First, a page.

Dealing with a loved one’s unexpected death can be traumatic. When this death is not a natural one, but instead one caused by another person’s negligent or reckless behavior, it can be hard to know what to do next or how to put the pieces back together.
In many cases, surviving family members can seek financial compensation from the responsible party or parties by filing a wrongful death lawsuit. Learn more about how a wrongful death lawsuit works its way through Florida’s legal system and what to expect when filing a wrongful death lawsuit.
Who Can Bring a Wrongful Death Lawsuit?
In general, wrongful death lawsuits can be filed whenever the decedent could have—if he or she had lived—filed a personal injury lawsuit. A wrongful death lawsuit can be filed by the personal representative of the estate of the deceased person.
Under Florida law, a wrongful death case can be brought by the decedent’s personal representative to recover for the benefit of the decedent’s estate and the decedent’s survivors, which can include the decedent’s spouse, children, parents, and, when partly or wholly dependent on the decedent for support or services, any blood relatives and adoptive brothers and sisters. The decedent’s survivors also include children born out of wedlock of a mother, but not children born out of wedlock of the father unless the father has recognized a responsibility for the child’s support.
When Must a Wrongful Death Lawsuit Be Filed?
The statute of limitations for wrongful death lawsuits in Florida is two years. This means that if the lawsuit isn’t filed within two years of the decedent’s death, the surviving family members may be permanently barred from recovering financial damages, even if the responsible party admits liability.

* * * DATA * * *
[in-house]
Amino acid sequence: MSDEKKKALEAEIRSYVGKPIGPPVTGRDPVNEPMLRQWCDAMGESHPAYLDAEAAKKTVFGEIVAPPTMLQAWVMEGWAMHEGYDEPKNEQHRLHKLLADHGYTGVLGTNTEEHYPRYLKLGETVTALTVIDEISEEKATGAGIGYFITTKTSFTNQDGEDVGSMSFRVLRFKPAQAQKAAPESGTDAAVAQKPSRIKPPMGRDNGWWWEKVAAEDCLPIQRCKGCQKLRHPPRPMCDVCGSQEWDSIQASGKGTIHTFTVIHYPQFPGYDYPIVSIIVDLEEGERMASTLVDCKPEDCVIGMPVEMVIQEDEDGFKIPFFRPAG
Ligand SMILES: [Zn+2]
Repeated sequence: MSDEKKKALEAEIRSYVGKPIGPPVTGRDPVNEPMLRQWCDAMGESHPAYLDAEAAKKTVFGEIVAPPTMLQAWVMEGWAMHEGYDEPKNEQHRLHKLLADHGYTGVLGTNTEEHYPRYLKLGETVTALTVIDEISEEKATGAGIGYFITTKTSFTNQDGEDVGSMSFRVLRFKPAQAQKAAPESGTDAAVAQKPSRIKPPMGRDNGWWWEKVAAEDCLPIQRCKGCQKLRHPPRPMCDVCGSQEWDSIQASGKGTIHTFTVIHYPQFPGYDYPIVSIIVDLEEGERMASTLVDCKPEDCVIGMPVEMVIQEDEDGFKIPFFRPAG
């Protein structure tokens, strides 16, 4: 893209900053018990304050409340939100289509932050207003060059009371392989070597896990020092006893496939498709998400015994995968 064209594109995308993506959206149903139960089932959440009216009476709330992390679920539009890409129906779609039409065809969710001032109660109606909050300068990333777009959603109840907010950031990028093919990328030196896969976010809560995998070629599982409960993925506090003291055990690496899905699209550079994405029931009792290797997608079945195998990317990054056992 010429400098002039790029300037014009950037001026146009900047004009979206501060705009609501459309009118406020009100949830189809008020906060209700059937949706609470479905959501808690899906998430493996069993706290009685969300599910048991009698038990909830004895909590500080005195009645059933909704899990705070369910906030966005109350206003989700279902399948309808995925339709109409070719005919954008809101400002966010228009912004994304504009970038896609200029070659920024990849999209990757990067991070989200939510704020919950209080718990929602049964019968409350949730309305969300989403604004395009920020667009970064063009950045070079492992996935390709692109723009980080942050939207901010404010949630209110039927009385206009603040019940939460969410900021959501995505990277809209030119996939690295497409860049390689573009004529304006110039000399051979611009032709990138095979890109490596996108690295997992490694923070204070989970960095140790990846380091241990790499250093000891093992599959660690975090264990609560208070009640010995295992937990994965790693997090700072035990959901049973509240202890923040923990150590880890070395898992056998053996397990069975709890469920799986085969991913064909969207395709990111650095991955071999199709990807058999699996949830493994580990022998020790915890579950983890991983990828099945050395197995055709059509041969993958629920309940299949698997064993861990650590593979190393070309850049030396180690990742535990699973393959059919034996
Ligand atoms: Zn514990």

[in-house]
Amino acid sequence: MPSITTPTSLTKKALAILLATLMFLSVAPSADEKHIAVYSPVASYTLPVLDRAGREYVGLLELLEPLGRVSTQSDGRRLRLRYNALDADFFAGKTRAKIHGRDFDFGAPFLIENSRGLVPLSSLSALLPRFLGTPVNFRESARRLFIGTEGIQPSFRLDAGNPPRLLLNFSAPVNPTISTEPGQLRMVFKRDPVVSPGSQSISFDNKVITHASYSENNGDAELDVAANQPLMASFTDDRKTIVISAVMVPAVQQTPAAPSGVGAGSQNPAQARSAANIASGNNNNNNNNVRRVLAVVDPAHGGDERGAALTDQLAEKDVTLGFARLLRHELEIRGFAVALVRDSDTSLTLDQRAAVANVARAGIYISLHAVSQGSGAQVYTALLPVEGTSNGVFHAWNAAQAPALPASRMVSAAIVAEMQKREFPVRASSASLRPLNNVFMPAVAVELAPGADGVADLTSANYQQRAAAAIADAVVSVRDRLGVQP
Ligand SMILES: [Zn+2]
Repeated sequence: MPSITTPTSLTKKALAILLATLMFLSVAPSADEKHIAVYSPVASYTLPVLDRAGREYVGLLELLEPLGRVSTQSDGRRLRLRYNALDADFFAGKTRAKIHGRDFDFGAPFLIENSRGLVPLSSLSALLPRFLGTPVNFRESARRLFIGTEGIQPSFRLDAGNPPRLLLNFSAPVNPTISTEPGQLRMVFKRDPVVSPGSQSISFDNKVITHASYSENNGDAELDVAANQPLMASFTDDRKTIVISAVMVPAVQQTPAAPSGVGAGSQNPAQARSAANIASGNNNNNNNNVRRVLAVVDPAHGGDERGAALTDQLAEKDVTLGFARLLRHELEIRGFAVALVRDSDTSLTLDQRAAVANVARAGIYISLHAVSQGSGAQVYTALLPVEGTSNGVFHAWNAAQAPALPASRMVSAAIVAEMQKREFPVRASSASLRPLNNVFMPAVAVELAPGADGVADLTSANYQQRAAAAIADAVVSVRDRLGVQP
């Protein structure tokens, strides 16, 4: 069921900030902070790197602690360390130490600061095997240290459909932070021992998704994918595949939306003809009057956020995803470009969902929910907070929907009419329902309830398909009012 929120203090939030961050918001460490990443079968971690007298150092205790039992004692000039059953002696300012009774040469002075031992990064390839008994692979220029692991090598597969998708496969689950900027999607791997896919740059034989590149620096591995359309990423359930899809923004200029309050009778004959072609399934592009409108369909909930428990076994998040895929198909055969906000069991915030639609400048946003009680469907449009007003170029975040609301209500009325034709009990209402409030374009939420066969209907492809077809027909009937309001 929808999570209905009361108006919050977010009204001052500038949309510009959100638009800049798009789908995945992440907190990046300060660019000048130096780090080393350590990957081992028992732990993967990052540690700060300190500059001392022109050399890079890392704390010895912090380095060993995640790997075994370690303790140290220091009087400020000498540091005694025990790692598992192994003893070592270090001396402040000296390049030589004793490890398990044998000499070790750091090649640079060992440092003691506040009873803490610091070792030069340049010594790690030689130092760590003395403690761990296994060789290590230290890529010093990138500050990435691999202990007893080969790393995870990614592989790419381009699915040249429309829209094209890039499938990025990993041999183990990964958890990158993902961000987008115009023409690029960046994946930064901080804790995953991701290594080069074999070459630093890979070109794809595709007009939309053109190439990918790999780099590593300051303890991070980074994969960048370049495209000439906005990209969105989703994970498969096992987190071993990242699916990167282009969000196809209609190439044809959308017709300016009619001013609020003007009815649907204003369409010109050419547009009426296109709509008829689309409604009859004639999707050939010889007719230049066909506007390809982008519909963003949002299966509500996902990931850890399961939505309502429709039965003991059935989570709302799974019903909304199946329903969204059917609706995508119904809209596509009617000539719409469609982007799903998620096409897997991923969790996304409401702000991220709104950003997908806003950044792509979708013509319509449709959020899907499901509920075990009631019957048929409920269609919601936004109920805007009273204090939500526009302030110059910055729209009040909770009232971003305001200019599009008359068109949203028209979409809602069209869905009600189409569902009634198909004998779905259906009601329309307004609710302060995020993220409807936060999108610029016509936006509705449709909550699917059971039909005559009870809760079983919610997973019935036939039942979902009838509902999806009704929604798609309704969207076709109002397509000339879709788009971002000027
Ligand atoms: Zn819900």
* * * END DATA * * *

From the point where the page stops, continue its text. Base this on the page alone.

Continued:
There are some exceptions to this rule. For example, if the defendant deceived surviving family members, police, regulatory bodies like medical licensing boards, or others in an attempt to hide their own negligent conduct, this statute of limitations may be “tolled” (or paused) until this conduct comes to light. While these situations are relatively uncommon, it’s important to hire an attorney quickly to make sure all relevant deadlines are met.
How Long Will The Process Take?
After a lawsuit is filed, it can take anywhere from a few months to a few years or longer to resolve. After a plaintiff files a wrongful death complaint, the defendant (and any other potentially liable parties, like the defendant’s insurer) must file an answer admitting or denying liability and raise any affirmative defenses like self-defense or comparative negligence.
Once the allegations and defenses are on the table, the parties will then engage in discovery—requesting documents, sworn statements, and other evidence to boost (or refute) the claims being made. This can include taking depositions of key witnesses, requesting and reviewing medical reports, and engaging expert witnesses to give their opinions on what led to the decedent’s death.
Unlike courtroom dramas on television or in the movies, there’s no “trial by ambush”. By the time a case goes to trial, each side knows what allegations will be raised, what evidence will be presented to support them, and what defenses will be raised to rebut against the claims.
What If I Want To Settle Quickly?
At any point during the process, the parties can engage in settlement negotiations. In fact, trial judges will often initially refer these cases to mediation to see whether the matter can be worked out without the court’s intervention. Plaintiffs benefit by enlisting an attorney to review any settlement offers and determine whether they’re adequate.
Andrew Pickett Law can navigate you through the legal world and help you get your family back on track after a wrongful death. Call me today to set up a complimentary consultation. 321.503.4014.